You can listen to this ping-pong, but the point is in the realisation so I encourage you to read how it’s made (the links make you jump to the desired section below).

Batch #1 (him)

Batch #2 (me)

Batch #3 (him)

Batch #4 (me)

I have a long-time friend now living 500 kilometers away from me, with whom I share similar music tastes. He recently got into making music with analog gear (cassettes recorders and stuff) and I recently switched from a “computer music station” to a full-analog setup in which the MPC1000 takes the main role, making music as a hobbie for almost 10 years now.

This post is a summary of a music collaboration my friend and I are doing. In the web era and easier-than-ever digital collaboration, our not-so-much guideline is to use different supports to record and/or play the successive versions we send each other. In other words, to make it complicated, like a treasure hunt. To create a story, an atmosphere this whole collab. The real guideline is just to have fun making it :)

Batch #1 (him)

A looped cassette

This is what I received in the mailbox: the first piece of music to begin our collab. It’s a looped cassette. It plays like a usual cassette but never ends, because both ends of the tape are glued together. Here is a tutorial on how to make one.

Here is the extract (WARNING, the level is loud!), played with a cassette walkman

Batch #2 (me)

I loaded the extract in my MPC1000 and worked the loop with a bit of delay from the Boss RE-20

Then I sent my friend a rather mysterious message…

Morse code

That’s morse code printed on a white sheet, on which I dropped some coffee and burned the edges. It translates to an URL on which I uploaded the following bare web page.

The webpage from the morse code

Clicking on the image would play the audio in a loop.

Batch #3 (him)

I received a big enveloppe containing what seemed to be an army file with several sheets about a fighter pilot and diverse missions he has done during WWII.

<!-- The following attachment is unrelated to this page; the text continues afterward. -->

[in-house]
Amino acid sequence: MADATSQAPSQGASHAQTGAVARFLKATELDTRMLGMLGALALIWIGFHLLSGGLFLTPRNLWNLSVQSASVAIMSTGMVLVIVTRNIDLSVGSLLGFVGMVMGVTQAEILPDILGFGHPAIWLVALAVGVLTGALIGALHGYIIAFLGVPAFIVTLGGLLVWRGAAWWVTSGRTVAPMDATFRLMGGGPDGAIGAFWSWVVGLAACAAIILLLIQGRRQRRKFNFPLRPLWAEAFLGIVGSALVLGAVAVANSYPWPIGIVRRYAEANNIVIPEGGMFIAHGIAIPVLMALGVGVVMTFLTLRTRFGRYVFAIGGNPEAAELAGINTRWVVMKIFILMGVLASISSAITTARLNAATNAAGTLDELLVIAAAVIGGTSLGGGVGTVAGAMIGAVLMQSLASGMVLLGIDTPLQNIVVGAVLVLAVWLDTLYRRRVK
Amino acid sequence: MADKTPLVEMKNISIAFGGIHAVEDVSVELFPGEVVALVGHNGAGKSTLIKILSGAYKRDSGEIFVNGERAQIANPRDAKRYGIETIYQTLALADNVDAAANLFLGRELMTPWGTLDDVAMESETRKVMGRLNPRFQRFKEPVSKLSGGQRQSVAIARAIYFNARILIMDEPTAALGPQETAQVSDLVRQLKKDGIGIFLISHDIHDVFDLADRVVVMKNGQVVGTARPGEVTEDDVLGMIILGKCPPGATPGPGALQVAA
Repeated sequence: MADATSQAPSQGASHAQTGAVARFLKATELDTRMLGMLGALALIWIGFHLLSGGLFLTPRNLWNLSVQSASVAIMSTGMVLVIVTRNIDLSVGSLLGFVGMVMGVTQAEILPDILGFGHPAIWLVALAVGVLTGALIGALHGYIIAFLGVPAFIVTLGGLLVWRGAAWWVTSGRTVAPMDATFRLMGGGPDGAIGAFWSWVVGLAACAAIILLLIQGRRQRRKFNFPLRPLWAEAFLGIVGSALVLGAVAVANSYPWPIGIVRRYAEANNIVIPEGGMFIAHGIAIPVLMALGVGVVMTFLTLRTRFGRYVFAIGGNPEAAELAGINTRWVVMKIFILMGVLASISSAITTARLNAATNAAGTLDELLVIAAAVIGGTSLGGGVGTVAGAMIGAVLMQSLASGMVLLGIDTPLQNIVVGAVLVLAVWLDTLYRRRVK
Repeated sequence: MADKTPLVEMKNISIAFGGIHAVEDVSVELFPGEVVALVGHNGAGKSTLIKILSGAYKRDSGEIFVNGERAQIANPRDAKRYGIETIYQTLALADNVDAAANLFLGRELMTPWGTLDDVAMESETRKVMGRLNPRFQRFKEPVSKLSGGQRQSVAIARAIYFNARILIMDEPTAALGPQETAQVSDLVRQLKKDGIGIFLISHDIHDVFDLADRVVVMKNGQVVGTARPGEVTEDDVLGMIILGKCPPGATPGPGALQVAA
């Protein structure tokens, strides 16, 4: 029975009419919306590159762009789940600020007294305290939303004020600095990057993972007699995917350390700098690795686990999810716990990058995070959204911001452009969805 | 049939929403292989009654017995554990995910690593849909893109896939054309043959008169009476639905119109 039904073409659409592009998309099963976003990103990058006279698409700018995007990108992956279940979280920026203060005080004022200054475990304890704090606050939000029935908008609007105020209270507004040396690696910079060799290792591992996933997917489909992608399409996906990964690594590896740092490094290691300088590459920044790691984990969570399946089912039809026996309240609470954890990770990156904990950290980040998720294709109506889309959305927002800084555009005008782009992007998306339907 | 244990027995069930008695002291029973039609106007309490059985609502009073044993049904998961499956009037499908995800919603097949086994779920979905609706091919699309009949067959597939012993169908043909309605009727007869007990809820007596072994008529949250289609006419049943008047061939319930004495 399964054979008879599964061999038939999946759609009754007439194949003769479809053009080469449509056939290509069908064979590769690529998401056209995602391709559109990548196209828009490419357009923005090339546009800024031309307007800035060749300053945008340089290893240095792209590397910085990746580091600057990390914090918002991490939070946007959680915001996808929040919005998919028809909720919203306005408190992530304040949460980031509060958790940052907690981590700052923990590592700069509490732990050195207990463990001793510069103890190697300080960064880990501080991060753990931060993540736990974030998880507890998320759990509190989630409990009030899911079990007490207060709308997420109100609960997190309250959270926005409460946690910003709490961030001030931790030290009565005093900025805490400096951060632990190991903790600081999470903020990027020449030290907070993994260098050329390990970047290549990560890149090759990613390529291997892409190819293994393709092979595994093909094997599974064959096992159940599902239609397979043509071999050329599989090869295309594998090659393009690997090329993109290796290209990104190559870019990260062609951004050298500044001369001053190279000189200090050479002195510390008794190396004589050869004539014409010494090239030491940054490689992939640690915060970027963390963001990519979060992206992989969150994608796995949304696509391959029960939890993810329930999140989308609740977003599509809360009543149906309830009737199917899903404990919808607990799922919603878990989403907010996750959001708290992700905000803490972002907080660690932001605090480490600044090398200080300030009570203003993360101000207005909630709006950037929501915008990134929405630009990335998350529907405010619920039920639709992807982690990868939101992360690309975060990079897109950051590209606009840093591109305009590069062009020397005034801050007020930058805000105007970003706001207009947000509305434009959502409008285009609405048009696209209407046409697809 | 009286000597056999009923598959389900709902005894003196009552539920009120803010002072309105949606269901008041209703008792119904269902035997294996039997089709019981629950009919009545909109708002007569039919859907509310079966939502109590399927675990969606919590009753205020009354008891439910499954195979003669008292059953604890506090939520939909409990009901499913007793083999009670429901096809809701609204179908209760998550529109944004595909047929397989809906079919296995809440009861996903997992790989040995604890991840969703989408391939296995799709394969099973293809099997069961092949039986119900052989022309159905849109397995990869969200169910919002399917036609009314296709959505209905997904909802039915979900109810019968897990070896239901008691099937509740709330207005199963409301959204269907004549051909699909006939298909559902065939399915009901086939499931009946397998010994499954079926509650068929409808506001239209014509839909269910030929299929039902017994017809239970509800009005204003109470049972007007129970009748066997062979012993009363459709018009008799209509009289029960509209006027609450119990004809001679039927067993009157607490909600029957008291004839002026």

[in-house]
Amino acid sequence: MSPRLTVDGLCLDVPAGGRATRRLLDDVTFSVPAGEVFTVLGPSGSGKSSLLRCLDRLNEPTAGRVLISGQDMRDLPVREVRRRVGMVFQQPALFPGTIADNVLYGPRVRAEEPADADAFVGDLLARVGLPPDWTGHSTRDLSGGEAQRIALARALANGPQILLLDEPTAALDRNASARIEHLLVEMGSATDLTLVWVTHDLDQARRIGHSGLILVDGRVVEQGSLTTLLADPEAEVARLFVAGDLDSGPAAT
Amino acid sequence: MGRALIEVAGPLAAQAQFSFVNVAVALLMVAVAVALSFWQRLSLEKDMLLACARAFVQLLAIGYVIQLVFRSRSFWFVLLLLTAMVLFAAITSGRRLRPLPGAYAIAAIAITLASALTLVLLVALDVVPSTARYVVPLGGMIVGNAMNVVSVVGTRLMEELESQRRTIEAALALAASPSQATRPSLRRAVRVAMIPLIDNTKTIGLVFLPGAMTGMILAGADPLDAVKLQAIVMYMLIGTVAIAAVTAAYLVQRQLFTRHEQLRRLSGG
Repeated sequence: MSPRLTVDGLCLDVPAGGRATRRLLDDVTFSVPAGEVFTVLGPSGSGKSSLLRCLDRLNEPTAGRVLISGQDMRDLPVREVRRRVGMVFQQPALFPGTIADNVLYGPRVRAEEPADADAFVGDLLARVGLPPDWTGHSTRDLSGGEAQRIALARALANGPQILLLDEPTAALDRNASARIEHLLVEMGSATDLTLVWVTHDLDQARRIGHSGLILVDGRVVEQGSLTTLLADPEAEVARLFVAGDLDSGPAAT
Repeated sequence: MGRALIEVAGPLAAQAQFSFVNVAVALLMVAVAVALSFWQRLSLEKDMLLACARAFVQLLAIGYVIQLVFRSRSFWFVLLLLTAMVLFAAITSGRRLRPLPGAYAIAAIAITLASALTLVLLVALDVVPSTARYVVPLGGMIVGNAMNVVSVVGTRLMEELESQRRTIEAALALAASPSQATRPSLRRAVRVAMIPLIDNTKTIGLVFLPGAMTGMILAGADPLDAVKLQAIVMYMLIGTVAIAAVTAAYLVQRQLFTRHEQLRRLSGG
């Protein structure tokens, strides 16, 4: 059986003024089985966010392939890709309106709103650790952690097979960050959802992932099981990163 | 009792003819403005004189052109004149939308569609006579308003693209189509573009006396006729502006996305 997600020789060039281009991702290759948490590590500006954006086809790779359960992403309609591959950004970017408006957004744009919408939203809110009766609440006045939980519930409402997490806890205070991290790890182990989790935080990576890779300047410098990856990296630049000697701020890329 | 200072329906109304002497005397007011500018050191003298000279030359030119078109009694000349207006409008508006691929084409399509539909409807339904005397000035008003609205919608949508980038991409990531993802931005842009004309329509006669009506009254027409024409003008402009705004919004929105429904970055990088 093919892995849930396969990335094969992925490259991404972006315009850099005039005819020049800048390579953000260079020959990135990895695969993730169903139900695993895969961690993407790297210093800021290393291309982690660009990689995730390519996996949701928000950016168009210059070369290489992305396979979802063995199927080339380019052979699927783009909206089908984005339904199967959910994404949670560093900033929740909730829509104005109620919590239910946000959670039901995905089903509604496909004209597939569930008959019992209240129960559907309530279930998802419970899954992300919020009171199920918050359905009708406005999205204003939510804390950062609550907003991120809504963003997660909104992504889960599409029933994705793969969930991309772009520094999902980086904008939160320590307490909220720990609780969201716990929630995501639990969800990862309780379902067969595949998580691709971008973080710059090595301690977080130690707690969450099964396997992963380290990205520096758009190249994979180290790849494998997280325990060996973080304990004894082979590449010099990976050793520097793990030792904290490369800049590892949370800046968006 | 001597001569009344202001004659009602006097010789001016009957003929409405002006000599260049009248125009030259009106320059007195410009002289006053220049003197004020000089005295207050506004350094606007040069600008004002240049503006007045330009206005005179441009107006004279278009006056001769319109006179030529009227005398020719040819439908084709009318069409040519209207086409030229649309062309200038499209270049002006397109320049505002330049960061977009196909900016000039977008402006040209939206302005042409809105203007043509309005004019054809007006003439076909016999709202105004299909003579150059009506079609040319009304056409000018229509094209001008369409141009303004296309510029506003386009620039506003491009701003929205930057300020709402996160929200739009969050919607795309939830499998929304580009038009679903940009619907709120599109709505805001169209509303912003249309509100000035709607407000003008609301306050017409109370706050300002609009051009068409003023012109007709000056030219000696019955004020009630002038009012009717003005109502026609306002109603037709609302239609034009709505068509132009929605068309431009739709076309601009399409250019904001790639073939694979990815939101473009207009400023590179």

The documents

On one of the sheets I could read the following

It’s on April 25th 1994 that the incident occurred. During the exercise, an UFO entered the flight zone and seemed to follow us at reasonable distance. […] It looked like an observation approach rather than a fighting approach. Jacques M. plane didn’t follow the usual procedure, the radio link with him was impossible. The UFO was chased by Jacques M. and taken down at 5.52PM. Once back to the ground, Jacques M. behaviour became very strange. He seemed to not recover from recent events, he was in a kind of traumatic amnesia. He kept repeating during 2 minutes the following number : 05459092XX

As you can see, I redacted the last digits. It’s a phone number, that I indeed called. It rang, and a voicemail began to transmit was I expected, the third batch he made !

Batch #4 (me)

The idea was to transmit the track over the air, on the FM band. I quickly looked if it was possible, and I found this wonderful software: PiFM. It allows you to do exactly that, with a single wire as the antenna. I never thought this was possible! Please note that it is illegal to emit on the FM band without authorization in most countries.

First prototype with PiFM

Battery-powered following the LiPoPi tutorial

Second prototype with boot sequence LEDs

Early test with the Pi Zero, a wire antenna and PiFM software.

The pirate radio in its final form

The radio in its final form, ready to be shipped. One led is the power indicator, the other is the broadcast indicator. Also, you can see the antenna under my thumb.

The manual

The “manual” sent a few days before the radio. On the left, mysterious schematics about how it works. On the right, a hint to find the frequency on which the radio emit (100.0 Mhz).

The photo manipulation

I photoshopped the radio onto the desktop of this vintage radio amateur (bottom left), in case it wasn’t clear it was a radio.

The challenge for my friend was first to figure out this little black box was a radio, then to find the frequency it emitted on. I spent a lot of time on this, mostly for building the battery circuit with the LiPoPi tutorial and building the cardboard case: it’s 3mm thick black cardboard (foam-coardboard as translated from french, not regular cardboard) with Meccano pieces to both harden it and give it this badass look-and-feel. Two LEDs for indicating the power and broadcasting status, a switch, et voilà!

The pirate radio taking over

Finally, here is my version of the collab the radio was transmitting

The pirate radio played by my friend


We had the chance to present our work (up to the fourth batch) to the Instr/humains exhibition in Paris, hosted by the art collective La Main. Thanks to them!

Exhibition display

I will keep this thread updated with the further batches. See you soon!